H. Brinton Milward

University of Arizona
School of Government and Public Policy

317 Social Sciences Building
University of Arizona
Tucson, AZ
milward@email.arizona.edu |  Visit Personal Website

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H. Brinton Milward is the Director of the School of Government and Public Policy at the University of Arizona. He holds the Providence Service Corporation Chair in Public Management. He was Director of the National Institute for Civil Discourse, which is co-chaired by President George Herbert Walker Bush and President Bill Clinton. He has been president of two national associations: the Public Management Research Association and the National Association of Schools of Public Administration and Affairs. He is a Fellow of the National Academy of Public Administration and in 2010 won the Distinguished Research Award given by the National Association of Schools of Public Affairs and Administration and the American Society for Public Administration for a "coherent body of work over a career." Dr. Milward's research interests revolve around networks and collaboration. The focus of his work has been on understanding how to efficiently and effectively manage networks of organizations that jointly produce public services like health and human services. He has conducted studies of what happens when governments privatize public services, which he terms "governing the hollow state." In addition, since 9/11 he has studied illegal and covert networks that pursue grievances or greed. His articles on "Dark Networks," have been widely cited for their application of network analysis and management theory to terrorist networks, human trafficking, drug smuggling, and other illegal activities. His particular foci have been the governance of dark networks, their trajectories, and accounting for their relative degrees of effectiveness and resilience. He holds current grant awards from NSF, Air Force Office of Scientific Research and the Defense Threat Reduction Agency.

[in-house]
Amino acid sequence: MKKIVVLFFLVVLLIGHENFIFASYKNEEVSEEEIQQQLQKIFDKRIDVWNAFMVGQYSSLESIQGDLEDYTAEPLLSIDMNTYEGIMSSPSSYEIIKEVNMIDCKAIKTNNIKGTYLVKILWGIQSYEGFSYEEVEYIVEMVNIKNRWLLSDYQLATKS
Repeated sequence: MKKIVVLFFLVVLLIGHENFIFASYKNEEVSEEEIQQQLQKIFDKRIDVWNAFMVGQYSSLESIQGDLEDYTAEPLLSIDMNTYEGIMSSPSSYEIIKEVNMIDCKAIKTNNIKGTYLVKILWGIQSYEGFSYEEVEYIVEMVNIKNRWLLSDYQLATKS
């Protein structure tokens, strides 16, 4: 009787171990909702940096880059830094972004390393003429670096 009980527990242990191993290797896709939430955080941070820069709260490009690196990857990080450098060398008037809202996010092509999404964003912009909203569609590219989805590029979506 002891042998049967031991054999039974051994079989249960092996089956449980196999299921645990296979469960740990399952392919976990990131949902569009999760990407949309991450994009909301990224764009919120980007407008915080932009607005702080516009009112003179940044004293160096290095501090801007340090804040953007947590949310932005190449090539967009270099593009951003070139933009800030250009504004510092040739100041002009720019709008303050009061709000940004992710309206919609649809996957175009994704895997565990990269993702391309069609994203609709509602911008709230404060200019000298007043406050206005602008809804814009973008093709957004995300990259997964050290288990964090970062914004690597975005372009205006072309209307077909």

Popp, JK, Milward, H.B., MacKean, G., Casebeer, A, Lindstrom, R. 2014. "Inter-Organizational Networks: A Review of the Literature to Inform Practice." Washington, DC: IBM Center for the Business of Government.